Koff’s lead indication under consideration is sarcopenia, a disease of muscle loss that affects at least 10% of the world’s elderly population. But, like other companies in the space, Atropos is also exploring applications in oncology, the idea being to prevent the formation of senescent cancer cells so that other therapies can be more effective.
But what if senescence in cancer can be exploited? That’s the hope of René Bernards, a cancer geneticist at the Netherlands Cancer Institute in Amsterdam, who has devised a strategy he calls the “one–two punch” approach to cancer therapy. By coaxing tumor cells into senescence with one treatment and then wiping out the cells with another, he hopes to solve the problem of therapy-induced senescence that is often responsible for cancer metastasis and disease relapse.
Bernards and his colleagues outlined the approach in a proof-of-concept study published last year19. Using a small-molecule inhibitor of the DNA-replication kinase CDC7, followed by treatment with sertraline, a blocker of the kinase mTOR (mammalian target of rapamycin), his team selectively induced senescence and then killed off liver cancer cells. Through a startup called Oncosence, Bernards and his cofounder, molecular oncologist Andrea Alimonti from ETH Zürich and the Università della Svizzera Italiana in Bellinzona, Switzerland, now plan to develop the strategy further.
So far, Oncosence has identified an antigen expressed across a range of different senescent cancer cell types — “and it’s also independent of the initial senescence trigger,” Bernards says. The company now plans to create a monoclonal antibody directed against this target.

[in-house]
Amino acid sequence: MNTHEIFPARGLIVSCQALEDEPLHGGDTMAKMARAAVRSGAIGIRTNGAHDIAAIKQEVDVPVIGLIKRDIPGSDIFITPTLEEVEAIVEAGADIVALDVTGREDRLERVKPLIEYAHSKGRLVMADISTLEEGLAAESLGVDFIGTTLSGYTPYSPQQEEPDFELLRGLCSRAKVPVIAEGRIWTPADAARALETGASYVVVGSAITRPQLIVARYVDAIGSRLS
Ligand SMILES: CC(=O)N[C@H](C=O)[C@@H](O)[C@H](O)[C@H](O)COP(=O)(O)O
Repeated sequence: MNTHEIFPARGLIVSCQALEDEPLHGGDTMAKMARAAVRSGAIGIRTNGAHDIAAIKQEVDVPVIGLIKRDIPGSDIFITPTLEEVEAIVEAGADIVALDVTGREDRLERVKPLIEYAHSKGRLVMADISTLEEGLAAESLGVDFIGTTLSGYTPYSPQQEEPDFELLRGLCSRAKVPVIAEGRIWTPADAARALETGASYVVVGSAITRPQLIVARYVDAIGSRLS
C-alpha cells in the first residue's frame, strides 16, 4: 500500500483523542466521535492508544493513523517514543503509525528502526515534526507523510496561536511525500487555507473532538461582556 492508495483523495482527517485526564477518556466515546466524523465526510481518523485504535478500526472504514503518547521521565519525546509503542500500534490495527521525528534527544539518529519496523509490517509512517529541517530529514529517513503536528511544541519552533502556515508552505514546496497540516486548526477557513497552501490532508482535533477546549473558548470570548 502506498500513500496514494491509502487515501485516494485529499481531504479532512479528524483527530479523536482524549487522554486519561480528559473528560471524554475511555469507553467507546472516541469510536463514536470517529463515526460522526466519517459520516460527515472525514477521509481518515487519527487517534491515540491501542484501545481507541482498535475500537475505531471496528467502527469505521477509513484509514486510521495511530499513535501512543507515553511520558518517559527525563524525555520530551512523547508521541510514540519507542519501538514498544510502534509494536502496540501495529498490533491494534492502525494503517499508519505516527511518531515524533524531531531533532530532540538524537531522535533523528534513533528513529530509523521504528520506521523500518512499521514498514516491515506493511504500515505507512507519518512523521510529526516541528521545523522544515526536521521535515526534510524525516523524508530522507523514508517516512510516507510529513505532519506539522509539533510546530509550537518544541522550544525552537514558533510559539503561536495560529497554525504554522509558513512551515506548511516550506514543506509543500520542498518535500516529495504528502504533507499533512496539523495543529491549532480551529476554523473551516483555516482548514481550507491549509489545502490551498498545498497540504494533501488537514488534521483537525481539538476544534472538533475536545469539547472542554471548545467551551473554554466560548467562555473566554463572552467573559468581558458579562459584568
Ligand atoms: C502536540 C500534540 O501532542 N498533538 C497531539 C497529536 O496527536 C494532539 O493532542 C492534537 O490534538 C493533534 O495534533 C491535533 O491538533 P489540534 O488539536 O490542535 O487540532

Rejuversen, the latest startup from Manuel Serrano of the Institute for Research in Biomedicine in Barcelona, is similarly developing an antibody for senescent cancer cell clearance, but one designed to promote immune-mediated elimination rather than direct killing. The approach started on a hunch: just as tumor cells evade immune surveillance by expressing checkpoint molecules on their surface, Serrano explains, “we reasoned that perhaps senescent cells, when they survive for a long time in the body and become pathologic, they could also be protecting themselves with immunosuppressive ligands.”
In collaboration with Susana Llanos from the Spanish National Cancer Research Center in Madrid, Serrano performed an unbiased screen of membrane-bound proteins and discovered that senescent cells are bedazzled in copies of programmed cell death ligand 2 (PD-L2), a lesser-known binding partner to the PD-1 checkpoint protein targeted by many of today’s best-selling cancer immunotherapies. Rejuversen, which formed earlier this year around intellectual property licensed from Serrano’s previous startup, Senolytic Therapeutics, now aims to commercialize a PD-L2–targeted antibody drug as a way to eliminate cancer cells that have become senescent following chemotherapy.